Initially, the Coronavirus Act 2020 suspended possession claims for 90 days from 27 March but earlier in June that suspension was extended until 23 August 2020. Only then can landlords notify tenants that they intend to seek possession. This means it’s not possible for anyone to either be granted or enforce a possession order until at least the end of August.
Landlords should expect further delays as the duration of the notice period a landlord must give has also been extended to three months until 30 September 2020. This notice period applies regardless of whether a landlord uses a Section 21 notice or Section 8 or what the grounds for seeking possession are. There are also suggestions that this three-month notice period may be pushed out to six months in September.
With this in mind, we would advise landlords and agents to look at alternative ways to resolve tenant issues. If the pain point is rental arrears, consider trying to put a rent repayment plan into play rather than moving forward with a lengthy eviction process (in addition to the process extensions, there is expected to be a huge backlog due to court proceedings and bailiff actions having been suspended).
Those who wish to proceed with possession claims should be aware that private landlords are also likely to be subject to ‘pre-action protocol’ as mandated by the government in Pre-Action Protocol for Possession Claims by Social Landlords. Although it’s unclear when the government will roll out the changes to ‘pre-action protocol’, they will apply to both private and social landlords. Landlords who have not tried to resolve the dispute with the pre-action protocol first may find their possession claim adjourned or thrown out.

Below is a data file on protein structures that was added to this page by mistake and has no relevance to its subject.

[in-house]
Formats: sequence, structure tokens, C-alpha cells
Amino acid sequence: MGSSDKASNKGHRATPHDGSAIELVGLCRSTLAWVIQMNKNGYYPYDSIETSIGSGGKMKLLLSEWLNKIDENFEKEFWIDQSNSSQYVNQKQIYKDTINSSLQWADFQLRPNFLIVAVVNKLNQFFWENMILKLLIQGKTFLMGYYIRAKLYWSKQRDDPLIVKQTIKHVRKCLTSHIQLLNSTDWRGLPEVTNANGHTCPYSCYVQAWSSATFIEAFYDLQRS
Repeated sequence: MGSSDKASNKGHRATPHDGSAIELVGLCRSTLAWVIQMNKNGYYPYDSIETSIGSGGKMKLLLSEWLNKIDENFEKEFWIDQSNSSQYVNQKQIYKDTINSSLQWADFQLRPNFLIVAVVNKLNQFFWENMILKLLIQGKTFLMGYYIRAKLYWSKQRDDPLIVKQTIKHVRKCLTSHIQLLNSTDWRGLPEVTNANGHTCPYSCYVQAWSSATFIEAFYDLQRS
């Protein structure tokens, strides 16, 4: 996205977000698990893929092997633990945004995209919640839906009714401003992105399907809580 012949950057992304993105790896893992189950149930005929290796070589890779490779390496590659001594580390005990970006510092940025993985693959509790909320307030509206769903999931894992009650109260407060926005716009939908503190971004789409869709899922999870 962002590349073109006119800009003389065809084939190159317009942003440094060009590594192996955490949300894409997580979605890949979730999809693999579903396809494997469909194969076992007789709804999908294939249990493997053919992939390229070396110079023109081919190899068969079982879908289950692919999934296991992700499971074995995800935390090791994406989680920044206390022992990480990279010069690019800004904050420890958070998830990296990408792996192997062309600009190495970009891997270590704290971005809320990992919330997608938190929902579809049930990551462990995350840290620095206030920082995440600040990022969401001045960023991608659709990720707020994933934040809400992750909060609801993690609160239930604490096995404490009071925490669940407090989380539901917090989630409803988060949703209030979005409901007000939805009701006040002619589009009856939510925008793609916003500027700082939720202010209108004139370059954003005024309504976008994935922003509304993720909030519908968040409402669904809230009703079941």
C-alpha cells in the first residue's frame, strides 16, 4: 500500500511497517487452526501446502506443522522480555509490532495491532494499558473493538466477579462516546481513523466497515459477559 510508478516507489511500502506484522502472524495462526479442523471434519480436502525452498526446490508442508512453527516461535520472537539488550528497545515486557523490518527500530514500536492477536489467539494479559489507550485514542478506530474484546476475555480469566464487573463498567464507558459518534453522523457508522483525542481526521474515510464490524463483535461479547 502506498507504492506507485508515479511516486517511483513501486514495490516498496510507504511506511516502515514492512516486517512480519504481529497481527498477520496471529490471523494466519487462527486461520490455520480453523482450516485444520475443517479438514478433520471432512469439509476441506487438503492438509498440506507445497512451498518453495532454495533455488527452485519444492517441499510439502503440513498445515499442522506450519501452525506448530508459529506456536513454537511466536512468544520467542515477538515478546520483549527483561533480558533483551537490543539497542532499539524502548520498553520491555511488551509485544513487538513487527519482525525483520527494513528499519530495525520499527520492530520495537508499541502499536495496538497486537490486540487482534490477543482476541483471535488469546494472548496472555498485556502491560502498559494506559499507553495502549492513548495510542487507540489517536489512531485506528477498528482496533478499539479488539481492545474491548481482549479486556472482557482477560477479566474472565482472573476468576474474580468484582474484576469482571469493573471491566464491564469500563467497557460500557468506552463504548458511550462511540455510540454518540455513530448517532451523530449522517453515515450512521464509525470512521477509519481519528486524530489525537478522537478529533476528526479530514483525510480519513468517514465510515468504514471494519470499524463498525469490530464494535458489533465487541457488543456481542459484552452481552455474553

While we are still waiting for formal confirmation, the steps are likely to include:
- Landlords documenting that they’ve taken steps to communicate the reason they’re seeking the possession order to the tenants
- Evidence that the tenant understands the claims
- In the case of vulnerable tenants, proof the tenant has the mental capacity to understand the proceedings and that they have not been discriminated against as per The Equality Act of 2010.
The safest thing landlords and agents can do to protect themselves and ensure success in any possession cases is create a clearly defined audit trail, demonstrating every communication or interaction with the tenant throughout the tenancy. While the rules and regulations are changing and mutating as rapidly as the virus they’re trying to protect us from, what stays constant is the need to evidence everything. For more information about the Coronavirus Act 2020 and how it relates to possession orders, see government guidance.